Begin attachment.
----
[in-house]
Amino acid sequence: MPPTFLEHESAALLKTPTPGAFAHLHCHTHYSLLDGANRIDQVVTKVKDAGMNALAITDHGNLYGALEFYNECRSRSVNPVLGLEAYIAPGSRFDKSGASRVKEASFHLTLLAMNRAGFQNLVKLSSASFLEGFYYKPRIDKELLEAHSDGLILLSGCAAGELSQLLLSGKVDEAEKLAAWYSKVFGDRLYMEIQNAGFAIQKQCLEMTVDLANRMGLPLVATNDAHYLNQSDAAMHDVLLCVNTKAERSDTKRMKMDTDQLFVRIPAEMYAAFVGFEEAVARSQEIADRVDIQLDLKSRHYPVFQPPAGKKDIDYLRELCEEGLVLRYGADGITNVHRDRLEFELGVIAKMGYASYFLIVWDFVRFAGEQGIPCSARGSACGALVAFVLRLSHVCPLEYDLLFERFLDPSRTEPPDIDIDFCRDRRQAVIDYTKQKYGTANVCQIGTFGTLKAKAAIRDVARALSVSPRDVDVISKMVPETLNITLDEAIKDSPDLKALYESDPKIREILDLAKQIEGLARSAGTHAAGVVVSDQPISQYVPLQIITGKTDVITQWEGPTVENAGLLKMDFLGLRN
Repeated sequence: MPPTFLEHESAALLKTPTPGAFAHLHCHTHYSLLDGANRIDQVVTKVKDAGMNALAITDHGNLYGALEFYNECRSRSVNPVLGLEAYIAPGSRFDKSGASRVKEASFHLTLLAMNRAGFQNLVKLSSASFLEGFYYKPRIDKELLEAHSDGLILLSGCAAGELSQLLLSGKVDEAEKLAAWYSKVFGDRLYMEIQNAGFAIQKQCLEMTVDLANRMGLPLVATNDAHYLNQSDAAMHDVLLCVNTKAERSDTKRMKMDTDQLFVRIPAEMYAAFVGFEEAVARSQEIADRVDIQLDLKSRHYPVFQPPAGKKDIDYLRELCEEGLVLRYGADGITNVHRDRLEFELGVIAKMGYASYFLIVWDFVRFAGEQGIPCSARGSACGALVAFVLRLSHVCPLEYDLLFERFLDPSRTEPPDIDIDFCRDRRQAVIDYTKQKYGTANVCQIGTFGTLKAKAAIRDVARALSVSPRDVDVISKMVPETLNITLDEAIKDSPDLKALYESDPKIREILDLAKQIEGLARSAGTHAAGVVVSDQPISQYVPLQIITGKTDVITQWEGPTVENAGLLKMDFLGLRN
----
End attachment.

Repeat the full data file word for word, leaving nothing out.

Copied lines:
[in-house]
Amino acid sequence: MPPTFLEHESAALLKTPTPGAFAHLHCHTHYSLLDGANRIDQVVTKVKDAGMNALAITDHGNLYGALEFYNECRSRSVNPVLGLEAYIAPGSRFDKSGASRVKEASFHLTLLAMNRAGFQNLVKLSSASFLEGFYYKPRIDKELLEAHSDGLILLSGCAAGELSQLLLSGKVDEAEKLAAWYSKVFGDRLYMEIQNAGFAIQKQCLEMTVDLANRMGLPLVATNDAHYLNQSDAAMHDVLLCVNTKAERSDTKRMKMDTDQLFVRIPAEMYAAFVGFEEAVARSQEIADRVDIQLDLKSRHYPVFQPPAGKKDIDYLRELCEEGLVLRYGADGITNVHRDRLEFELGVIAKMGYASYFLIVWDFVRFAGEQGIPCSARGSACGALVAFVLRLSHVCPLEYDLLFERFLDPSRTEPPDIDIDFCRDRRQAVIDYTKQKYGTANVCQIGTFGTLKAKAAIRDVARALSVSPRDVDVISKMVPETLNITLDEAIKDSPDLKALYESDPKIREILDLAKQIEGLARSAGTHAAGVVVSDQPISQYVPLQIITGKTDVITQWEGPTVENAGLLKMDFLGLRN
Repeated sequence: MPPTFLEHESAALLKTPTPGAFAHLHCHTHYSLLDGANRIDQVVTKVKDAGMNALAITDHGNLYGALEFYNECRSRSVNPVLGLEAYIAPGSRFDKSGASRVKEASFHLTLLAMNRAGFQNLVKLSSASFLEGFYYKPRIDKELLEAHSDGLILLSGCAAGELSQLLLSGKVDEAEKLAAWYSKVFGDRLYMEIQNAGFAIQKQCLEMTVDLANRMGLPLVATNDAHYLNQSDAAMHDVLLCVNTKAERSDTKRMKMDTDQLFVRIPAEMYAAFVGFEEAVARSQEIADRVDIQLDLKSRHYPVFQPPAGKKDIDYLRELCEEGLVLRYGADGITNVHRDRLEFELGVIAKMGYASYFLIVWDFVRFAGEQGIPCSARGSACGALVAFVLRLSHVCPLEYDLLFERFLDPSRTEPPDIDIDFCRDRRQAVIDYTKQKYGTANVCQIGTFGTLKAKAAIRDVARALSVSPRDVDVISKMVPETLNITLDEAIKDSPDLKALYESDPKIREILDLAKQIEGLARSAGTHAAGVVVSDQPISQYVPLQIITGKTDVITQWEGPTVENAGLLKMDFLGLRN